"You know, Clemson is a good university," she said, in a kind but firm way that signaled a but coming. "But it's hard for young folk — like my kin — to get in," she said. She told me she's been noticing Clemson students moving in for a new wave of high-paying jobs that have been coming to North Charleston. "I see those Clemson flags from my backyard," she said.

She's talking about gentrification, of course. North Charleston is a far cry from the growing economies of Greenville and Columbia, but in recent years, new industries and malls have started to slowly attract college graduates to this area. Some of my students will likely be among them, and their arrival will transform the business, cultural and political landscape here. It is also likely to raise rents and, over time, displace folks like this grandmother and her family.

On some level, her words stung. As a Clemson professor, I work hard to give my students the knowledge and credentials to make a good living wherever they find opportunities. I help push this tide.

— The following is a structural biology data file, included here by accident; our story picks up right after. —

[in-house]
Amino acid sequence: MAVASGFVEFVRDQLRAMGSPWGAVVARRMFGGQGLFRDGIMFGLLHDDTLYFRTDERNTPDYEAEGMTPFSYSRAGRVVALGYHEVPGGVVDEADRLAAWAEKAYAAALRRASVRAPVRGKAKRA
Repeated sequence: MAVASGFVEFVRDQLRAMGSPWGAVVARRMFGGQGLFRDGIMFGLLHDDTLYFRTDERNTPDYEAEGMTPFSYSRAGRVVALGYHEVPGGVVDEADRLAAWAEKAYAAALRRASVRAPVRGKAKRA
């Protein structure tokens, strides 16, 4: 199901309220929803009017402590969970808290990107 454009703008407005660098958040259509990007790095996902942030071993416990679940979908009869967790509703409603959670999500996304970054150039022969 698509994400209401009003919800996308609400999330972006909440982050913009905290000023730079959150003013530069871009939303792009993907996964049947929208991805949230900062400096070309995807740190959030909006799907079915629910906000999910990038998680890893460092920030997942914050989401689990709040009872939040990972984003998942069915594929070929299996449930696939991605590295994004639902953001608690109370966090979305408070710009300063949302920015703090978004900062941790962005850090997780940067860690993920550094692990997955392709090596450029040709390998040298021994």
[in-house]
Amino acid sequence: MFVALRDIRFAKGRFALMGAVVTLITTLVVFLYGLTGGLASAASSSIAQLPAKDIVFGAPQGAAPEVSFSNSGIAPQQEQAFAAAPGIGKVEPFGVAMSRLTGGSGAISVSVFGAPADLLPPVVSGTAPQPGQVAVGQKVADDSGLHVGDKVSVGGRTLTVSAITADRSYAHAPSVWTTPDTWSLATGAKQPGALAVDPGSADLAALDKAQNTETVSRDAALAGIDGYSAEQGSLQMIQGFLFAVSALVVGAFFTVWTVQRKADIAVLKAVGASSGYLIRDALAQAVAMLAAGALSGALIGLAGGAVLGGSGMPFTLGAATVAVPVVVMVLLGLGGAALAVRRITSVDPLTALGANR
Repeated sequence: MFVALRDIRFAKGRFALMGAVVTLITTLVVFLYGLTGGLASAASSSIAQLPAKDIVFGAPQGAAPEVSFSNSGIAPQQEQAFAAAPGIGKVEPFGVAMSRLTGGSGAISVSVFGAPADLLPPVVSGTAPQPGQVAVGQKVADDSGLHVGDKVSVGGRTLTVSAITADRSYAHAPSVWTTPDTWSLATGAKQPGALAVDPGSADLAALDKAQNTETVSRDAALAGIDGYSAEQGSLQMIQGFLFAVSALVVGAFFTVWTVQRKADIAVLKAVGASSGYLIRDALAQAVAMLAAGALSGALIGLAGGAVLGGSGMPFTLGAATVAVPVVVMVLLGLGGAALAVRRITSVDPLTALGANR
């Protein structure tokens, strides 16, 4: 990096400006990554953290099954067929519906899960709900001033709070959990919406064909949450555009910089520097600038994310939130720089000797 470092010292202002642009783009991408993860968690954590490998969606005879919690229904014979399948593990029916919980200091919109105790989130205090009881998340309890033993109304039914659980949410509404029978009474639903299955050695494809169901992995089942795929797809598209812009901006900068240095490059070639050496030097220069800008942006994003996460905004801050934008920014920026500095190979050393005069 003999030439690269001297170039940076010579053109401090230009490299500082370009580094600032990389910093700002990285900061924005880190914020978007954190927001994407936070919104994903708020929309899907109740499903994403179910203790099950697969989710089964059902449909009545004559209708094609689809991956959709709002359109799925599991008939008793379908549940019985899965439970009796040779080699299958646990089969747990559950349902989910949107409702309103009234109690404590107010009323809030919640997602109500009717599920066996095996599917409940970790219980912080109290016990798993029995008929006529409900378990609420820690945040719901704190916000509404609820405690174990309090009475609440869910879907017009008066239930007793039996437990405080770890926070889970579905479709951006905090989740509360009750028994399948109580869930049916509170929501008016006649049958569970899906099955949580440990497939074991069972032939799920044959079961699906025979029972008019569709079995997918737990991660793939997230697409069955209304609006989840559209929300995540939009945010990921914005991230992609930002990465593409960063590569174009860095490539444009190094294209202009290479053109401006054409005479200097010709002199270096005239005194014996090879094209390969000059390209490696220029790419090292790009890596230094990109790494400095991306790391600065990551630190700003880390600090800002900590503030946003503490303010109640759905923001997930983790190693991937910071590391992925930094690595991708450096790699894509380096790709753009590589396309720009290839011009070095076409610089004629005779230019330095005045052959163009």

Perhaps it seems odd to meditate on gentrification when there's a body not 10 feet away, the sound of recorded gunshots still ringing in all of our ears. But as NPR's Martin Kaste reported last week, black lawmakers brought it up at a press conference outside North Charleston's shiny new City Hall. They talked about body cameras, but also about how poor black residents here have been getting shuffled around for decades. When the city of Charleston gentrified in the '80s, those folks were squeezed into North Charleston. Now, with the new malls and industries creeping up into North Charleston, they're getting elbowed out again. The lawmakers said unfair policing practices — like excessive police stops — are helping to speed that along.